AURO Update Feb 2014! Winning!

Is it really February 2014 and this game still isn’t out?! Pretty crazy. We’re doing everything we can to get this thing out the door, and things are progressing smoothly. Bugs are being fixed, long-standing structural issues are being ironed out. Lots of old code is being cleaned up.

The bigger thing that’s exciting that I want to talk about is that recently, we’ve been making huge strides on the gameplay. Despite the fact that this game has already been super awesome to play for… probably over a year now, we’re continuing to make it better and better. I should note that this isn’t a Duke Nukem Forever style “polish the game eternally!!!” madness sort of thing. Our lead programmer Mike just has a ton of technical stuff that he has to do, and alongside him I’ve been making these changes – so it isn’t pushing anything back.

Besides, most of these gameplay changes I’m making are sprouting out still from the loss of Match Mode. Dropping Match Mode is a decision that I’m increasingly happy with. It just wasn’t even close to worth the amount of effort and resources it was going to take to do it right. And once I dropped it I realized that I can achieve almost all of what I wanted without all the multiplayer stuff anyway.



The thing that satisfies me most is that AURO is now not a toy, but a game – at least by my own prescriptive (and I think super useful) definitions for those terms. What I mean by that is that AURO now has a clear, achievable goal at all levels of play.  The gameplay modes we have now are Story Mode – where the objective is simply to beat the final boss, and three difficulty levels of Normal Game, with increasing point thresholds to beat. When you reach those thresholds, you win. The game tracks wins and losses, and you gain and lose experience in a meta-game for them, so there isn’t any “oh, I don’t like how this game is going, RESTART!” business. Also, the player actually has something to be shooting for, instead of the classic solitaire videogame problem of “you decide what you’re trying to do, at whatever point, and at the end you decide if you achieved that or not!”  To me, games that do this feel very incomplete, forcing the player to play designer when he should be free to just play.  So overall I’m really excited about this feature.

This is definitely a delicate issue, however. If it’s not framed and balanced properly, it could feel like “the game was abruptly ended at some sort of random point”. Logically I don’t think there is any reason that this should have to be the case, though – plenty of games have a “target amount of points” you have to reach to win, particularly European board games.  You could also say that a fighting game like Street Fighter is a “first to deal 100 Points of damage wins” contest, but I don’t think anyone thinks of that as like, “oh what the hell, I was playing and having fun and suddenly my opponent reached 0 HP and the game ended?!  LAME!”

So I think that just by making sure the difficulty is right, the metagame is there to support it, and the feedback for scoring is clear (like there should be indicators showing how close you are, when you’re 10% away, 5% away, etc), we should be fine. But, if we’re not fine, we can start looking at other thematic answers.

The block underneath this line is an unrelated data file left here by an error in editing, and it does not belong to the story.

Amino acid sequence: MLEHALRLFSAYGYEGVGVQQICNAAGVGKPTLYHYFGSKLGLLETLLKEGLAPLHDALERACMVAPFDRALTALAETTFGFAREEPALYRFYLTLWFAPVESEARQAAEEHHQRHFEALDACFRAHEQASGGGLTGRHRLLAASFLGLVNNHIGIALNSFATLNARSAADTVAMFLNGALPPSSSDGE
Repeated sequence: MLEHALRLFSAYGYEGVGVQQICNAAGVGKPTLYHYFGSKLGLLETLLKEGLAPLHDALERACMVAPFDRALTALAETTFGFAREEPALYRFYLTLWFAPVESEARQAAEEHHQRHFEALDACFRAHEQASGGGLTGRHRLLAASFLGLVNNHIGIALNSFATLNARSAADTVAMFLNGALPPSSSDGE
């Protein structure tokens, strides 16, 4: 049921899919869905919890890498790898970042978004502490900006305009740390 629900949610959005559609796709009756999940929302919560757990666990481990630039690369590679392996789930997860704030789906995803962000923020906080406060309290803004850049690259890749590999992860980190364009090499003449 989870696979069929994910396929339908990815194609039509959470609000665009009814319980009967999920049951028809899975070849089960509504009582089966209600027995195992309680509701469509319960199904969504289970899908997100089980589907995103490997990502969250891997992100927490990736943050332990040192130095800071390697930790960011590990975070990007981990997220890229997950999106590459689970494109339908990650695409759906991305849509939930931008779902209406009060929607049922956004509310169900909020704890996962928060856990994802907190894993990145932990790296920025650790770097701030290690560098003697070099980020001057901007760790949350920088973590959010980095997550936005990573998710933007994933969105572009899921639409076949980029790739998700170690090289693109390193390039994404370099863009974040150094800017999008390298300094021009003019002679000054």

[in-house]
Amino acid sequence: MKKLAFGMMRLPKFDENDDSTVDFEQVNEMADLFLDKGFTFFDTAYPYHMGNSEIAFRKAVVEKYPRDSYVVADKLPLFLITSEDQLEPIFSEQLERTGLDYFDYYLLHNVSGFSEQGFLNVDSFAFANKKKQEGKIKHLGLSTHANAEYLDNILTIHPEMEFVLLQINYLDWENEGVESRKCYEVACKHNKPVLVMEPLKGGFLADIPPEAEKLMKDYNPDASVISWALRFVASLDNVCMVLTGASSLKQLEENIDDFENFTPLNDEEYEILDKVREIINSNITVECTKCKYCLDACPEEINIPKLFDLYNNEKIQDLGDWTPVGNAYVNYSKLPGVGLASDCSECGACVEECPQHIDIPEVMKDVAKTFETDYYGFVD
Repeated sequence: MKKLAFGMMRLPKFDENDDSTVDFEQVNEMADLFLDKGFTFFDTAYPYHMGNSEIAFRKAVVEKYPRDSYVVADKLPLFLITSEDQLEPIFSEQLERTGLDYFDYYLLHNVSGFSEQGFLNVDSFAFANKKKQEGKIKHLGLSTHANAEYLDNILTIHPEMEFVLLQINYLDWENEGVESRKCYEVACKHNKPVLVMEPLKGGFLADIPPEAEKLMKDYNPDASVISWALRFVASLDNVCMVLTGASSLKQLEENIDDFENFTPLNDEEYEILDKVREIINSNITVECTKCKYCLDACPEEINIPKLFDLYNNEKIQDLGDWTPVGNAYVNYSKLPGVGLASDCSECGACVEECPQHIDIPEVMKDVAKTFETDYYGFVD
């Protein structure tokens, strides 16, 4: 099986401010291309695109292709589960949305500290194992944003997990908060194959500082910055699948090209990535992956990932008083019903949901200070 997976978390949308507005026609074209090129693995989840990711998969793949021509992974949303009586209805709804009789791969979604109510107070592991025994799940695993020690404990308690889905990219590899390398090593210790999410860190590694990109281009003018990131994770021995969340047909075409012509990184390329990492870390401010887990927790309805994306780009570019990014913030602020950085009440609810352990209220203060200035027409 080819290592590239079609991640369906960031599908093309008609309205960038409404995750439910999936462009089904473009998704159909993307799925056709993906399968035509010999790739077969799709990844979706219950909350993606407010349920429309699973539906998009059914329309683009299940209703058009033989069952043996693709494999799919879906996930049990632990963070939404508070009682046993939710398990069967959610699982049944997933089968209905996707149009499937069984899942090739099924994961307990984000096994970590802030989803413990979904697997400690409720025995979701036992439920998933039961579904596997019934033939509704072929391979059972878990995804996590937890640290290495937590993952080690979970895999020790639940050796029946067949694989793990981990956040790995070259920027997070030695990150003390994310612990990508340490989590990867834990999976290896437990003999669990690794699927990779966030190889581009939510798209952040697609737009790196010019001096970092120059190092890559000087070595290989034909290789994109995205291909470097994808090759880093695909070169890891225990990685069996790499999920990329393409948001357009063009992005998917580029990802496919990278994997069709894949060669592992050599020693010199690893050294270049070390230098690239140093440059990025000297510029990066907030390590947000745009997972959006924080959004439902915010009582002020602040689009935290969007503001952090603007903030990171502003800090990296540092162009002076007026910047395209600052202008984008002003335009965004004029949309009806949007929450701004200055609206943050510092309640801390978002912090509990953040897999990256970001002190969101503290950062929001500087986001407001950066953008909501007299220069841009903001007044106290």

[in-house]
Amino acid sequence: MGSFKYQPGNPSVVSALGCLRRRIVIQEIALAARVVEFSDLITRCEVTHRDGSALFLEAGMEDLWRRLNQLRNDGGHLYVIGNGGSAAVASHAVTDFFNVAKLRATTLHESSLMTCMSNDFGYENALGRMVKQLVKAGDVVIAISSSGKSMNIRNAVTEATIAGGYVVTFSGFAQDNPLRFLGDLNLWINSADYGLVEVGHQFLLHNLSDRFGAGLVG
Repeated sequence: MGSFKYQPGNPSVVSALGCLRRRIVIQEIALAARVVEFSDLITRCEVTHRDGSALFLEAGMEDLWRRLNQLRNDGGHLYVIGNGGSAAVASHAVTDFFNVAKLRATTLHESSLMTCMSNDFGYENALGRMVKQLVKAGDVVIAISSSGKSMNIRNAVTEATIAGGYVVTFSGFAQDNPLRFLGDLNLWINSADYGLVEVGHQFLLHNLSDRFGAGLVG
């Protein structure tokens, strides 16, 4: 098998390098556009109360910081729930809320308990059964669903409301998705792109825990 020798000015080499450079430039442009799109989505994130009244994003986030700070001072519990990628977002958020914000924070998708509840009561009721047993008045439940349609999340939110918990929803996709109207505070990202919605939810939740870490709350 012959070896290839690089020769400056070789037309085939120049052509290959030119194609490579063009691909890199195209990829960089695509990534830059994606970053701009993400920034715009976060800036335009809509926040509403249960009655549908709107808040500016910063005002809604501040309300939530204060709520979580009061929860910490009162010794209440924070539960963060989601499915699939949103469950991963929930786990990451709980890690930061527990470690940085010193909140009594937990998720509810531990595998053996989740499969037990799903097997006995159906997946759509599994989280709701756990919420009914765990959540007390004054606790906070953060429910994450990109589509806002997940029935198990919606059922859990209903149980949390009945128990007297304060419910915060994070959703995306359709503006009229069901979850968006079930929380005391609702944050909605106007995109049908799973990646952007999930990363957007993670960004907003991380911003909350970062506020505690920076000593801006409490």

The Brashness Bar

To go back to the Street Fighter example, people are OK with that because they get that “HP” is like “life” and when it runs out, that’s that.  So what if we did score in a way somewhat similar to that?

For example, right now the target score for Hard difficulty is 150 points. So what if we do some thing where some “boss creature” or something has a “bar” of some kind, and it is depleting as you go? It’s still just points out of 150, but it’s subtracting rather than adding and when it reaches 0, you win.

Perhaps in Normal Game, it’s not Quillsh who talks to you, but instead Argo.  And maybe Argo has a CONFIDENCE METER, or BRASHNESS BAR or something like that, and every time you do something awesome – like kill a bunch of monsters – this meter goes down. He talks to you frequently throughout the game, and when his BRASHNESS BAR is full, he’s like a full on jerk to you, trash-talking you, intimidating you, and saying that he’s coming to attack the castle again today to break all of your toys!  Then as it reaches half-ish, he’s kinda like… less confidently making fun of you. When it approaches 10%, he starts getting worried, and at 0% he’s like “OK you know what this is stupid, LEAVE ME ALONE!”

To make it even more videogame-acceptable, we could even have it be that once you reach 0 on the BRASHNESS BAR, Argo freaks out and teleports in to attack you, and then you have a little “boss fight” against him (nothing particularly hard, he’s just a little harder than a Lich) – then killing him wins you the game. Because videogames end with someone dying, that much I know for sure!

What do you think? Work wise, this amounts to “creating a little bar graphic”, implementing it, and then me writing a ton of lines of dialogue for Argo, which I would love to do. I think this would also make the game more generally charming and help characterize Argo, who you don’t really see much of anywhere else anyway.

argoauroDesigndinofarmGame Designkickstarterwinning

keithburgun • 02/22/2014

Previous Post

Next Post

Leave a Reply

Your email address will not be published / Required fields are marked *